Regular readers of Interleafings are quite familiar with the sexy details of my front garden, but might NOT know that a year ago, it didn't exist. I had killed my large, multi-species lawn the previous spring, and lived for months with an ever-shifting array of stakes and string that marked the bones of my design. Last January, work began in earnest. Here is the story, as seen from the front porch.
In January we started with the porch, facing it with used brick and building new posts. In the garden, the future water feature, urbanite wall (made from the old front walkway) paths and fence were roughed in and ENDLESSLY messed with.
In February the paths took shape. Except for some base rock, all of the materials were things my dad, boyfriend and I found around our houses. Yes, I would prefer a lovely brick path to match the porch, and will have one someday, but my slim budget called for a little creativity.
In March the urbanite wall was built, my dad finished the circular fence, and I made the focal point water feature. The bones of the garden are in place; the plantings? Well, yes, they look like confetti on a plate. But not for long! Starting small means more variety for less money.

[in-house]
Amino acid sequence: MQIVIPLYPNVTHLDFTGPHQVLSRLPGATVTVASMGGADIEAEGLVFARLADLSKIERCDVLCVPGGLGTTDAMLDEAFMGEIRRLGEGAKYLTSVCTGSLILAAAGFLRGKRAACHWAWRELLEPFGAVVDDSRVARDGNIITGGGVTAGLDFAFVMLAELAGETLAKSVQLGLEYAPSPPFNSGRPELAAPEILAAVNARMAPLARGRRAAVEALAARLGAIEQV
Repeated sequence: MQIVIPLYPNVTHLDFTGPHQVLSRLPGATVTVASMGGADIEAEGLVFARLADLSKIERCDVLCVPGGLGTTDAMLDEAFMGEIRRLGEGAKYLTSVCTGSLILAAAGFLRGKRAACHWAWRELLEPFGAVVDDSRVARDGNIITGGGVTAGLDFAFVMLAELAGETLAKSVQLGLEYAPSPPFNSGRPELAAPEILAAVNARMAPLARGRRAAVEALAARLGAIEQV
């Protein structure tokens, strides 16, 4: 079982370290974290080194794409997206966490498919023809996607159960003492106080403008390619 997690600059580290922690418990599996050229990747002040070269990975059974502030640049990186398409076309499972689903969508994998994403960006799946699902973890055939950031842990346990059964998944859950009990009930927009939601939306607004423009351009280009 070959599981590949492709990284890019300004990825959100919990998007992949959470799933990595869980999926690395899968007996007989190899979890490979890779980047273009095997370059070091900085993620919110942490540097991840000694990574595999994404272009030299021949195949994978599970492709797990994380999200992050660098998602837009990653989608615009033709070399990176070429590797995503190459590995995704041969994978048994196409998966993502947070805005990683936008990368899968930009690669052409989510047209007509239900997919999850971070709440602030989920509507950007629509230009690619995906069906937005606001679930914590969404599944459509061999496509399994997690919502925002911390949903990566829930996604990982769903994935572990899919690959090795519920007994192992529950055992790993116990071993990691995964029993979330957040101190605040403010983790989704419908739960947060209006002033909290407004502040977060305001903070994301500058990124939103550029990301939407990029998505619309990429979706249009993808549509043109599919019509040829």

In April the fence got stained and more plants went in. Yeah, more confetti (although you can kind of actually SEE them now.) Just wait! All the succulents, by the way, were given to me after the San Francisco Flower & Garden Show, as a thank-you for my help with the APLD booth. Sweet!
By June things are filling in; those 'Golfball' Pittosporum were swag from a Monrovia event (later lost the far left one for some reason, dang!)
By August the Bronze Fennel, Rudbeckia and ornamental grasses are taller than the fence, and the garden is starting to feel like a garden.
In September things are settling in nicely together; the tiny Coral Bark Maple behind the fountain has survived the summer, and my choice of fence stain is turning out to be a good one.
We had a gorgeous fall in Northern California. This is the view out my front door in November.
We've come a long way in a year! The garden is looking a little scruffy in the cold light of January, but the bones are strong. I'm looking forward to a little spring rearranging and refining, and as I do so will remember the efforts of all the people who helped bring it to life. Thank you!